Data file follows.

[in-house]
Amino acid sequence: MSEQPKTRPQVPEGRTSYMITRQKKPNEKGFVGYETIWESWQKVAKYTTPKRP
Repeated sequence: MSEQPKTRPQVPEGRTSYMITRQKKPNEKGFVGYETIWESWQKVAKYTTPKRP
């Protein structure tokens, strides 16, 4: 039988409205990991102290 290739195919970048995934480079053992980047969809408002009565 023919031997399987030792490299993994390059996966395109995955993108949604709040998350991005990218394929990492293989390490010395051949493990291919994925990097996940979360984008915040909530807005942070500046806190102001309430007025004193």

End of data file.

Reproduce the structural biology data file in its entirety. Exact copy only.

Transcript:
[in-house]
Amino acid sequence: MSEQPKTRPQVPEGRTSYMITRQKKPNEKGFVGYETIWESWQKVAKYTTPKRP
Repeated sequence: MSEQPKTRPQVPEGRTSYMITRQKKPNEKGFVGYETIWESWQKVAKYTTPKRP
């Protein structure tokens, strides 16, 4: 039988409205990991102290 290739195919970048995934480079053992980047969809408002009565 023919031997399987030792490299993994390059996966395109995955993108949604709040998350991005990218394929990492293989390490010395051949493990291919994925990097996940979360984008915040909530807005942070500046806190102001309430007025004193």